‘The Sculpture Is a Physical Mirror for Me’: Artist Langdon Graves Constructs Visual Riddles
The artist's solo exhibition "Time is A Fire" is now on view at Dinner Gallery in New York.
Brooklyn-based artist Langdon Graves transports viewers into a domestic fever dream in “Time is A Fire” the artist’s new solo exhibition at New York’s Dinner Gallery. Bringing together recent hand-built sculptures and Graves’s meticulous drawings, the exhibition transforms the mundane into the uncanny, while asking questions of time, mortality, familial legacy, artifice, and nature.
In one work, a kitchen drawer hangs open like a mouth. Amid its odds and ends a wisdom tooth lies extracted, its roots long, like an amulet. In another, a clothesline—the kind that once zigzagged city yards—juts out into the air, attached to nothing at all, while the other side is swallowed into the wall. A yellow bird tops a clothespin clipped to the line—the bird looks like it might be an old-fashioned decoration, but the ant crawling across the bird’s face suggests more morbid possibilities.
“Death has been at the center of my work for a long time,” Graves said in a conversation at her studio. “I’ve explored what we do to cope with it, question it, and doubt it. In many ways, my work has been about trying to cheat death. In this work, though, I am thinking more about time itself, the limited time we are given. Are there ways we can cheat time or stretch it?”
The Virginia-born artist’s works have long explored a Southern folkloric and mythic world of ghosts, rituals, and communing with ancestors. In her 2019 exhibition “Months Mind” at Dinner Gallery (then named Victori + Mo) Graves explored her own family’s ghost stories—many told by her late grandmother—along with her research into spiritualist and mourning traditions. In “Time is A Fire” the works themselves have become increasingly intimate and personal, as the artist considers her relationship to life and death as a woman in her forties and the expectations placed on her.
“I’ve hit middle age, which inevitably has me thinking about time. As a woman, there are certain things it is assumed you’ll do—get married, have a baby. The art making is a way of processing some realizations, including the realization that I won’t have my own kids,” she said. “These aren’t subjects that weigh heavy in my heart, but more a way of trying to understand how life unfolds.”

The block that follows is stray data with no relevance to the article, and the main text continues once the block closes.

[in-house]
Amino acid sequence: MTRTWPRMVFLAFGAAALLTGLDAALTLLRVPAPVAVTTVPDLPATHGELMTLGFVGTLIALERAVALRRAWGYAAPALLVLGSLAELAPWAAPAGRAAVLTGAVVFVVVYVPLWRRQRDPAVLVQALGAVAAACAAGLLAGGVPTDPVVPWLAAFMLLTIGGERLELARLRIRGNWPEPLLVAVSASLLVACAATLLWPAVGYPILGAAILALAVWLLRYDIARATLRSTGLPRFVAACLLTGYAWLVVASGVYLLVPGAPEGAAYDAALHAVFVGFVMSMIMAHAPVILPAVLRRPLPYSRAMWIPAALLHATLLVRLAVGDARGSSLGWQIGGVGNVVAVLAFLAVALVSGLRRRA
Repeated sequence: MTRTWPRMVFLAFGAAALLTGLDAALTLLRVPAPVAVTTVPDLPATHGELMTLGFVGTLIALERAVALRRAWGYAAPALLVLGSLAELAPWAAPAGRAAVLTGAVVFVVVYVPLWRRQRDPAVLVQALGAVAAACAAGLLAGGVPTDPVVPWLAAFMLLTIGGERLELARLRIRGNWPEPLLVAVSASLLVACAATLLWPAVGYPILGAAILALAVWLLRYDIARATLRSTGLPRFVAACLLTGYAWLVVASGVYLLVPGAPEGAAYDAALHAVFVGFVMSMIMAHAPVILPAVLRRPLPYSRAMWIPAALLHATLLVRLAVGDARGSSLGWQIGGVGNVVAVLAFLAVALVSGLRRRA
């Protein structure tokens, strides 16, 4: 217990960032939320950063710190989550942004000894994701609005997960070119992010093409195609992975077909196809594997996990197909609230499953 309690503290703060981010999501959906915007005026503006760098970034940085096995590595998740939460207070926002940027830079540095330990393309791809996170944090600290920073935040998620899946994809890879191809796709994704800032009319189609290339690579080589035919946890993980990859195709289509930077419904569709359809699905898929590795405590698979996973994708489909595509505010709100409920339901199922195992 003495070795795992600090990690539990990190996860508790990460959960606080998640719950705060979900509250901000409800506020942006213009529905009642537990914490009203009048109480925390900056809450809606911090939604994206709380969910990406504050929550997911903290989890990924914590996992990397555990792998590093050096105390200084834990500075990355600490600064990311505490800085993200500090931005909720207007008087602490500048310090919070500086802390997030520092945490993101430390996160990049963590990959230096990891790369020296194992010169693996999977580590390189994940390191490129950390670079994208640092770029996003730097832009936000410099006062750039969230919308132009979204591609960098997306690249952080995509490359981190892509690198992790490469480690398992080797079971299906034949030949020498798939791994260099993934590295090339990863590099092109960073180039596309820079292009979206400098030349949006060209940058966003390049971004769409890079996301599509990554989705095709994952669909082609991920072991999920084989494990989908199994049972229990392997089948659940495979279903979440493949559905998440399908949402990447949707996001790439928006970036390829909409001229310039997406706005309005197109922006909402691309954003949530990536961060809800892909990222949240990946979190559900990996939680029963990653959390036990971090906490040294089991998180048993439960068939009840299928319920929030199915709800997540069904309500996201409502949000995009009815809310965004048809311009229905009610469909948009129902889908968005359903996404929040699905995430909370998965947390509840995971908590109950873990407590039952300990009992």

Symbols of time and eternity recur throughout these works—birds, clocks, ivy vines. In the drawing Endling, (2024) two pinecones hang from strings, a pared-down reference to a cuckoo clock. The endling is the last surviving member of a species of animal or plant. Graves, who is an only child, wonders what shape a legacy takes on in the absence of future generations.
“My family has collected clocks from the Black Forest in Germany,” she said, “So I was thinking about making this drawing for a long time. At some point, it occurred to me that the cuckoo clock is the shape of a birdhouse. During the past few years, I’ve just spent hours staring out into my backyard in Brooklyn, watching our birdhouse and identifying different species of birds. Watching avian life in my yard is this beautiful sort of education that I’ve never really afforded myself, that is just observing, you know?”
In the sculpture How did it get so late so soon? It’s night before it’s afternoon, a birdhouse perch takes the form of a human finger. At the tip of the finger, a clock’s hand pierces through the skin, alluding to the human desire to control time itself.
Levity unites these works in their desire for the impossible—the mischievous tricks we might play to attempt to outsmart time. In one work, the last match in a matchbook crawls, wormlike, away as though trying to escape its fate. This cunning manifests in Graves’s material choices as well—well-known for her drawings, Graves shifts her focus to her sculptural practice. Her colors have deepened too, suggesting a vespertine, somnolent world of deep greens and blues compared to the pale pastel hues that defined earlier exhibitions such as “Month’s Mind” in 2019 and “Spooky Action at a Distance” in 2016.
“More and more drawings my drawings are finding themselves as sculptures instead. There’s more emphasis on the physical relationship to the object, my relationship to the object,” she explained. “I need that interaction. The sculpture is a physical mirror for me.”
These sculptures take on trompe l’oeil attributes. Wood, brass, and modeling clay seem to become, in her sculptures, wrought iron, paper, flowers, and vines. Built by hand, the works are wonderfully deceptive, industrial and organic seeming at once, when, in truth, they are neither.
“I’ve been thinking about these works as large-scale miniatures. They’re made from materials that are model-making materials,” she said “Everything is so detailed, and while the scale is human-scale, they’re pretend. It’s almost like they’re for playing house.”
The sculptures hide small surprises, too. In Bedmaker, Graves used wood and polymer to create what looks like a wrought iron fence or gate. One side of the gate is supported by what looks like a stack of books—a reference to her home bedside table. The gate itself references the fencing of a cemetery the artist often visits in her Brooklyn neighborhood. “The work plays off of that phrase of ‘you’ve made your bed, now lie in it’ except here the bed is the death bed,” she said with a smile. But, the artist might also leave one more way out. On the top of one of the spikes of the gate, Graves has concealed a pocketknife—perhaps suggesting a final escape.
“I hope the humor comes through,” she said “Here, the inanimate objects are becoming a little bit more animated and the natural living things are becoming a little bit more plastic and preserved. Mostly I’m asking how we learn to live with all of the unknown.”
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